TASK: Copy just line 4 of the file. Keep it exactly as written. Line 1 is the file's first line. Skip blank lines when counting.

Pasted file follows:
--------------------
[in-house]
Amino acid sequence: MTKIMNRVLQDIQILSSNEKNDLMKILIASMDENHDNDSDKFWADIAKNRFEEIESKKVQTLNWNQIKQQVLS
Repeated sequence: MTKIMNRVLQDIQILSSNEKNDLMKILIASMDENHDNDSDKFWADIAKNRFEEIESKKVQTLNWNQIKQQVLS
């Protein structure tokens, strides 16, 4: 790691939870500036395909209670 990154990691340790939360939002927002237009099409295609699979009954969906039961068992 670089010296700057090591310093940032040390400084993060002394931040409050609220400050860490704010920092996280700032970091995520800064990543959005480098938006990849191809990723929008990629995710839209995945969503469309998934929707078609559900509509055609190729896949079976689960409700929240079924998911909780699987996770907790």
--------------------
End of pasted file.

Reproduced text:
């Protein structure tokens, strides 16, 4: 790691939870500036395909209670 990154990691340790939360939002927002237009099409295609699979009954969906039961068992 670089010296700057090591310093940032040390400084993060002394931040409050609220400050860490704010920092996280700032970091995520800064990543959005480098938006990849191809990723929008990629995710839209995945969503469309998934929707078609559900509509055609190729896949079976689960409700929240079924998911909780699987996770907790």